199. Telegram From the Embassy in Korea to the Department of State1

7178. Ref: A. State 159444;2 B. Seoul 7146.3

It is not very difficult to specify evidence to support existence of Korean ardor for reunification (Ref A). Problems in this connection arose as far back as 1953 with Syngman Rhee and resurfaced again recently as result of Blue House raids and other current forms of NK pressure. The Vance mission correspondence sheds considerable specific light on the subject, as well as on ROK view of the improbability of great power non-intervention. To this we add our assessment of current atmosphere based on our knowledge of personalities at the decision-making level.
The desire to reunify this country runs very deep. It is the natural impulse of a homogeneous people living in one half of a divided nation, and this impulse is only strengthened by fact that many ROKG leaders are Northerners. If our telegrams of late have contained reminders [Page 426] of this sentiment, it is because we are currently injecting more military hardware into the ROK armed forces, and I want to be sure that all concerned have in mind the various [garble] and implications of ROK preparedness.
My emphasis has not been on ROK ardor or anger at NK provocations. They are but parts of the education. Whether ardor, anger or frustration can trigger action we wish to prevent depends largely on capability, and therefore whether the problem of unification becomes more or less acute in months or years ahead would seem to depend in large part on the type of equipment we furnish. It is timely to examine this subject because ROKs will probably table a substantial additional military aid program request at meeting of Defense Ministers later this month.4
It is of course a welcome development that the Foreign Ministry, perhaps not unmindful of Defense Ministers’ Meeting, announced that it has instructed ROKG embassies to assure all that ROKG has no thought of anything other than peaceful reunification of the country (Ref B).5 We have not yet heard that assurances have actually been conveyed to you, but in any case the announcement did not evoke any notable public approbation or attention here. Perhaps that was because Foreign Ministry opinion would not be decisive, nor very influential, in such a matter.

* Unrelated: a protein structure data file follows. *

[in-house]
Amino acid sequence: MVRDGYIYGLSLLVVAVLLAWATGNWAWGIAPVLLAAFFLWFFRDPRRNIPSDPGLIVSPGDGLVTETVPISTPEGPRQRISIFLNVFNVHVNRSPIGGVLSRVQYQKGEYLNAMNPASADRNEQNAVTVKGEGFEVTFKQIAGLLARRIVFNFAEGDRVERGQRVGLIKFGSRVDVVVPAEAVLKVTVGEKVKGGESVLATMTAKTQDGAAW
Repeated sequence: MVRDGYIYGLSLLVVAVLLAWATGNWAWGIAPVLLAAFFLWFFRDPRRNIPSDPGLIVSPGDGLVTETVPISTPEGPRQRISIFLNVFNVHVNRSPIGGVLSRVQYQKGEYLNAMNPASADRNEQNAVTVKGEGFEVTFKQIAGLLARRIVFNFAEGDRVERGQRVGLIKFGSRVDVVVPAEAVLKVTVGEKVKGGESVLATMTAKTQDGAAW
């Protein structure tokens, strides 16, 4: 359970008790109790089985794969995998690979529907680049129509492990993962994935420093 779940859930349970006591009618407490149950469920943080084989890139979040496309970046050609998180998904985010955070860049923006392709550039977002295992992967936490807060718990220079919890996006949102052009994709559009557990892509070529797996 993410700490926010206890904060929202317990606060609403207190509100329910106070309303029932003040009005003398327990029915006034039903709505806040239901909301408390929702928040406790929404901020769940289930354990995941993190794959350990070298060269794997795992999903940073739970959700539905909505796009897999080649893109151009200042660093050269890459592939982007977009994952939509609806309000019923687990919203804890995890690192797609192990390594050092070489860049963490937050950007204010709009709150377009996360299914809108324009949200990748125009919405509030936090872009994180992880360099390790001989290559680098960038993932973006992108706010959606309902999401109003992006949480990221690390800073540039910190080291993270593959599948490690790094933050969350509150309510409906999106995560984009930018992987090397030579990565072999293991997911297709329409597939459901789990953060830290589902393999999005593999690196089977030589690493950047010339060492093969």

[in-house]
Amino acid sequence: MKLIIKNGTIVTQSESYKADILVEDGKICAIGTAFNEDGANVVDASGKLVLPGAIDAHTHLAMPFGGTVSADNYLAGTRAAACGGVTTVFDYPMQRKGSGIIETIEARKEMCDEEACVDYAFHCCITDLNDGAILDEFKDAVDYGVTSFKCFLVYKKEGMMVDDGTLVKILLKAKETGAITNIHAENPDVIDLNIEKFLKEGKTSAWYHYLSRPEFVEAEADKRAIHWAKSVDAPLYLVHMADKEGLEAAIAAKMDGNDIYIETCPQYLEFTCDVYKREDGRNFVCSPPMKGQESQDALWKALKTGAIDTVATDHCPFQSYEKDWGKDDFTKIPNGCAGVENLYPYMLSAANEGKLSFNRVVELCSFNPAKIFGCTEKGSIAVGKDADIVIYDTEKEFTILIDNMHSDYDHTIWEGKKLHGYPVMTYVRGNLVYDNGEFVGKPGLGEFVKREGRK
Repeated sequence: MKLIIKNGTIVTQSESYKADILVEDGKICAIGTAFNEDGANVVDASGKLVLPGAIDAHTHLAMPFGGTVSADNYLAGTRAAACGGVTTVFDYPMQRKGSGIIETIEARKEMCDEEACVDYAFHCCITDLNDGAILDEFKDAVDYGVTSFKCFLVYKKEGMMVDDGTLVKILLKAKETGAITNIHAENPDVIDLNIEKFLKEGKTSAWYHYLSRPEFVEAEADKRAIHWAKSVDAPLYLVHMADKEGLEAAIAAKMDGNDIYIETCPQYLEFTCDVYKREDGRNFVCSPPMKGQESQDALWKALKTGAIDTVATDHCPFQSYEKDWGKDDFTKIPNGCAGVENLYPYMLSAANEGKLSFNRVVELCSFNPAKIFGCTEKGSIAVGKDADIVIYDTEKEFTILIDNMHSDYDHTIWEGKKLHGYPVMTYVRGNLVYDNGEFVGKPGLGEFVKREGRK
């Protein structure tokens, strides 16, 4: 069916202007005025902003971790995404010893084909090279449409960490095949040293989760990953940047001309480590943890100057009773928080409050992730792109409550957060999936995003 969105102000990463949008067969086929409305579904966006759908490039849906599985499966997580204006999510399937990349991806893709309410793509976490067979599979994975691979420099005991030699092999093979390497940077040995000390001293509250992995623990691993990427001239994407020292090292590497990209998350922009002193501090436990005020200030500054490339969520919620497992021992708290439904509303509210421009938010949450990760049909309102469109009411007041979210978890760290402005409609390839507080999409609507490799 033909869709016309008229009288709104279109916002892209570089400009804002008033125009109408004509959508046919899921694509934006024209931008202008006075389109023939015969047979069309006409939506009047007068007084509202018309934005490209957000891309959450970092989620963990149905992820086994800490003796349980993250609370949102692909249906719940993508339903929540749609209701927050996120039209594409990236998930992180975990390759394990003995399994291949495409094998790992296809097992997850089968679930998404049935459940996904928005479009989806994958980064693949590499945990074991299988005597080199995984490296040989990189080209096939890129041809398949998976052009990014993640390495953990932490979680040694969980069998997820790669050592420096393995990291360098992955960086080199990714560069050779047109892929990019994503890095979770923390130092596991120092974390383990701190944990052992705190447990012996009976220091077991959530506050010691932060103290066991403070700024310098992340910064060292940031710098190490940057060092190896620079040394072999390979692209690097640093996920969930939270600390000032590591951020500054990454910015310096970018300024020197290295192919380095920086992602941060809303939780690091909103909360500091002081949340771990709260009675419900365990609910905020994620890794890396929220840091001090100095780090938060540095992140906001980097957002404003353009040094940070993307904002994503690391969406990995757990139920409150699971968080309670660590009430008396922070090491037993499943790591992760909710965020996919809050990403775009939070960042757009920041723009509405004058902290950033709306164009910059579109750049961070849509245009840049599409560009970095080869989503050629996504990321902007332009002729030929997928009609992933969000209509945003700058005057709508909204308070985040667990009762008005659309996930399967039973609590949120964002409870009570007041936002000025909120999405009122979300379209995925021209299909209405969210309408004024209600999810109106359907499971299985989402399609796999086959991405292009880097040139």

None of this, I am sure, will be construed as meaning that we are hesitant about further contributions to the defense of the ROK. We believe in the preservation of the results of constructive work and the valuable position we have here. We believe that our future moves should be carefully considered in this context, especially as they affect the capability of the ROK forces, both offensive and defensive.
  1. Source: National Archives and Records Administration, RG 59, Central Files 1967–69, POL 32–4 KOR. Secret; Limdis.
  2. In telegram 159444 to Seoul, May 7, the Department of State requested further information concerning Embassy reports discussing “(a) ardor of ROK leadership to reunify country, perhaps by military adventure, and (b) belief of ROKG that if confronted by fait accompli of this type great powers would not intervene.” (Ibid., DEF 6 KOR S)
  3. Telegram 7146 from Seoul, May 10, summarized remarks made by the Vice Foreign Minister at a press interview at which he stated, among other things, that Korea had no intention of using force to unify the country. (Ibid., POL KOR S)
  4. Fulfilling one of the provisions of the joint communique issued at the conclusion of the Vance Mission to Seoul, the Joint U.S.-ROK Defense Meeting was held in Washington on May 27 and 28. Related documentation is ibid., DEF 1 KOR S; POL 7 KOR S; POL 7 US; and in the Johnson Library, National Security File, Country File, Korea, Memos, Vol. V.
  5. On July 4 the Prime Minister told Porter of the establishment of a Ministry of Unification that “would supervise research and collate general information on problems of reunification.” In response to Porter’s inquiry as to whether the official announcement about the new ministry would “mention their attachment to peaceful reunification,” the Prime Minister conceded the importance of the point without committing himself further. (Telegram 8360 from Seoul, July 5; National Archives and Records Administration, RG 59, Central Files 1967–69,POL 15–1 KOR S)